Patient-reported outcome after primary and aseptic revision hip arthroplasty: 1-year follow-up of 3,559 primary and 406 revision THAs in an institutional registry
Keywords:Arthroplasty, Fast track, Hip, patient reported outcome
Background and purpose — Patient-reported outcomes (PROMs) after primary total hip arthroplasty (THA) and revision THA are important information in the preoperative shared decision-making process. We present 1-year results on pain, function, and quality of life following primary and revision THA.
Patients and methods — From 2010 to 2018, 3,559 primary THA and 406 revision THAs were included in our institutional quality registry. PROMs were registered preoperatively, 3 months, and 1 year after surgery, numeric rating scale (0–10) for pain during mobilization and at rest, healthrelated quality of life (EQ-5D), and a hip-specific physical function score (HOOS-PS). 2 anchor questions were asked 1 year after surgery concerning joint function and willingness to go through surgery again.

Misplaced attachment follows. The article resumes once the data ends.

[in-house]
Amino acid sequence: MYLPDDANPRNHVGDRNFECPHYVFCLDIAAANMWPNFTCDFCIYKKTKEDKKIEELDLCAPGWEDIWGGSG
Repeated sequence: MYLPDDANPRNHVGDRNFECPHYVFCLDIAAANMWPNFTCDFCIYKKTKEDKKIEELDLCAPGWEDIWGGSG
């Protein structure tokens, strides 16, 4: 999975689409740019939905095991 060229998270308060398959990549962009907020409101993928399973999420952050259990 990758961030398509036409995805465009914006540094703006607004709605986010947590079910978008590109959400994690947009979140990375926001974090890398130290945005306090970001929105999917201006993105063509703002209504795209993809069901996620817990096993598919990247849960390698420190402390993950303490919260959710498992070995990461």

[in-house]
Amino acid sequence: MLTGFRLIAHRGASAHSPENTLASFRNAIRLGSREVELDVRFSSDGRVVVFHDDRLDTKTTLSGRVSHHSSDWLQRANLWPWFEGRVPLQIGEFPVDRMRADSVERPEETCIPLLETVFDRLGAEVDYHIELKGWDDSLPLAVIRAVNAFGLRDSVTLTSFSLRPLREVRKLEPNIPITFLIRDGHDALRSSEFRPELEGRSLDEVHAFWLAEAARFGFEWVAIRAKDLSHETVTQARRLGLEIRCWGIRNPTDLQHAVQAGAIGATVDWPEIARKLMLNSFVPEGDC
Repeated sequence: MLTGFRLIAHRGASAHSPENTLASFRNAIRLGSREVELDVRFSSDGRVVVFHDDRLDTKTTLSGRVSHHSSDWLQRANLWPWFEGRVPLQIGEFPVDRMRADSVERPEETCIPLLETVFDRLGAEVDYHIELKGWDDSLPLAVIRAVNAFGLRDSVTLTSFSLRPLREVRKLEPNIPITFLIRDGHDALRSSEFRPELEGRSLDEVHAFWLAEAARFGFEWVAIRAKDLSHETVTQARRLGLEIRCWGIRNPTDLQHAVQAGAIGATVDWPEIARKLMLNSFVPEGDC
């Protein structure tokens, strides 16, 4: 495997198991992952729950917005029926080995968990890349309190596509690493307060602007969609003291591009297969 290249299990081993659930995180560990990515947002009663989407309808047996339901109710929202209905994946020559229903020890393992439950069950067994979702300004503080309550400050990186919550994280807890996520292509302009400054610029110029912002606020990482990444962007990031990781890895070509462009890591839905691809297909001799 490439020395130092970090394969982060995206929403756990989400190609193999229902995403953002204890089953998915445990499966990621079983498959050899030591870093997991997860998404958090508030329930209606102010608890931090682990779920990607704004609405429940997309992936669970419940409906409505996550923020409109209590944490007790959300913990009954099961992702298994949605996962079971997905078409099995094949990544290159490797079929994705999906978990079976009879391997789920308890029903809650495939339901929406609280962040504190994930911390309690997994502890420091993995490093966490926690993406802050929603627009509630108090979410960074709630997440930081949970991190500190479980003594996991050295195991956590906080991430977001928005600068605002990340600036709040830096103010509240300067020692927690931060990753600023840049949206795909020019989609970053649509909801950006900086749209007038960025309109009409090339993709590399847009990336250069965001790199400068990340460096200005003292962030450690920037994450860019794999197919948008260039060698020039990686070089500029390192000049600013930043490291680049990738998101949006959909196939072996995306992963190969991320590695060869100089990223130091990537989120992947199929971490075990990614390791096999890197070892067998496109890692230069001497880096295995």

Results — There were statistically significant improvements in all PROMs at the 3-month follow-up in both groups. All PROMs improved more in the primary group relative to the revision group. 1 year after surgery, pain during mobilization was reduced with a mean change of 5.1 (SD 2.6) for primary THA and 2.9 (SD 3.0) for revision THA. 93% of primary THA patients reported both better function 1 year after surgery and that they would have gone through surgery again, compared with 78% and 79% in the revision THA group.
Interpretation — Primary THA patients reported better function and more pain relief than the revision THA group 1 year after surgery. Pain during mobilization shows the most marked improvement in both groups, which is important preoperative information for patients.
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Copyright (c) 2021 Tina S Wik, Jomar Klaksvik, Otto S Husby, Astrid Rasch, Siri B Winther
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